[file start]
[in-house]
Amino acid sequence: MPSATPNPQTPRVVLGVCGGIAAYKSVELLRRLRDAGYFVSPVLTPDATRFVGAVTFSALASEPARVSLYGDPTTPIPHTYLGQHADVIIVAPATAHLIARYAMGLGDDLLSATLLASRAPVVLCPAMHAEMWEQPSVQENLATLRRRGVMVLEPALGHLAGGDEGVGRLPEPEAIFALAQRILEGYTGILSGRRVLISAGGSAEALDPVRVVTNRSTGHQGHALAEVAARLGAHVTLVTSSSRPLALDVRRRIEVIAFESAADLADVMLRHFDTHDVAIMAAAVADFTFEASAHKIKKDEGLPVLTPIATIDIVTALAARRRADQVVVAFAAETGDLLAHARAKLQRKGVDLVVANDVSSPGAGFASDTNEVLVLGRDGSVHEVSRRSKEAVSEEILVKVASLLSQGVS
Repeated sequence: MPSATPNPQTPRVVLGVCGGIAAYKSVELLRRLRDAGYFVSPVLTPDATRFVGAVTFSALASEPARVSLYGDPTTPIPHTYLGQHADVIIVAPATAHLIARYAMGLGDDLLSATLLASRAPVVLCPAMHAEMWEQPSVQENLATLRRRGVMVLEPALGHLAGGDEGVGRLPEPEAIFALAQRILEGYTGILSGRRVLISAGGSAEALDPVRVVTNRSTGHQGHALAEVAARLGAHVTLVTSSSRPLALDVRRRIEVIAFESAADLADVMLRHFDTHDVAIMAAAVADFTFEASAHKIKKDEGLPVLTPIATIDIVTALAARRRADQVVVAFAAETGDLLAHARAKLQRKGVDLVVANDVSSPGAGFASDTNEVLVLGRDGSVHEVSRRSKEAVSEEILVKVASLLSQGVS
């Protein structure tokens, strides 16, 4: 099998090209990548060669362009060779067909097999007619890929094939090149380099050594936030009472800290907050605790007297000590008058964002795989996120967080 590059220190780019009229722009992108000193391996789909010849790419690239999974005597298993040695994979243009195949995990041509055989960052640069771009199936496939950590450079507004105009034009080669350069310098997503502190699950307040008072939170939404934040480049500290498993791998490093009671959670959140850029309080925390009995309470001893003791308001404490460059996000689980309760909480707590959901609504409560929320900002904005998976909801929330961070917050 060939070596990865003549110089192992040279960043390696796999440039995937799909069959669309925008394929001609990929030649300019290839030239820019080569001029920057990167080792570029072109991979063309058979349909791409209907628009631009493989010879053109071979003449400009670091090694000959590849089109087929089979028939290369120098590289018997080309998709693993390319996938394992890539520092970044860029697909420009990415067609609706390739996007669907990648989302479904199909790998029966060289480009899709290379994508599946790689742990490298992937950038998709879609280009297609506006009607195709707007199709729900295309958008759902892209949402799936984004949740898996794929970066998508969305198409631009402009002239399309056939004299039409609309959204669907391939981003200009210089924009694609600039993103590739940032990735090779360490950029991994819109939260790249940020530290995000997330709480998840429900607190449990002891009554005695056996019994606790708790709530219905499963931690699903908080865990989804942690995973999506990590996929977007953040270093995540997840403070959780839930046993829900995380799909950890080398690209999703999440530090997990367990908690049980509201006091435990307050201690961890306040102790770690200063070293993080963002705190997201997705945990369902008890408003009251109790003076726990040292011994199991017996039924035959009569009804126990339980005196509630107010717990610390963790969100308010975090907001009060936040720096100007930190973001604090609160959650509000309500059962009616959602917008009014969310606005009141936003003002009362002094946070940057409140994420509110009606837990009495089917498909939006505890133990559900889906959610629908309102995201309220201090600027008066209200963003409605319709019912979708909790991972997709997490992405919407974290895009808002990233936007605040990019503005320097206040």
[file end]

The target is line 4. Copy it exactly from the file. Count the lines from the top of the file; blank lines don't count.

């Protein structure tokens, strides 16, 4: 099998090209990548060669362009060779067909097999007619890929094939090149380099050594936030009472800290907050605790007297000590008058964002795989996120967080 590059220190780019009229722009992108000193391996789909010849790419690239999974005597298993040695994979243009195949995990041509055989960052640069771009199936496939950590450079507004105009034009080669350069310098997503502190699950307040008072939170939404934040480049500290498993791998490093009671959670959140850029309080925390009995309470001893003791308001404490460059996000689980309760909480707590959901609504409560929320900002904005998976909801929330961070917050 060939070596990865003549110089192992040279960043390696796999440039995937799909069959669309925008394929001609990929030649300019290839030239820019080569001029920057990167080792570029072109991979063309058979349909791409209907628009631009493989010879053109071979003449400009670091090694000959590849089109087929089979028939290369120098590289018997080309998709693993390319996938394992890539520092970044860029697909420009990415067609609706390739996007669907990648989302479904199909790998029966060289480009899709290379994508599946790689742990490298992937950038998709879609280009297609506006009607195709707007199709729900295309958008759902892209949402799936984004949740898996794929970066998508969305198409631009402009002239399309056939004299039409609309959204669907391939981003200009210089924009694609600039993103590739940032990735090779360490950029991994819109939260790249940020530290995000997330709480998840429900607190449990002891009554005695056996019994606790708790709530219905499963931690699903908080865990989804942690995973999506990590996929977007953040270093995540997840403070959780839930046993829900995380799909950890080398690209999703999440530090997990367990908690049980509201006091435990307050201690961890306040102790770690200063070293993080963002705190997201997705945990369902008890408003009251109790003076726990040292011994199991017996039924035959009569009804126990339980005196509630107010717990610390963790969100308010975090907001009060936040720096100007930190973001604090609160959650509000309500059962009616959602917008009014969310606005009141936003003002009362002094946070940057409140994420509110009606837990009495089917498909939006505890133990559900889906959610629908309102995201309220201090600027008066209200963003409605319709019912979708909790991972997709997490992405919407974290895009808002990233936007605040990019503005320097206040």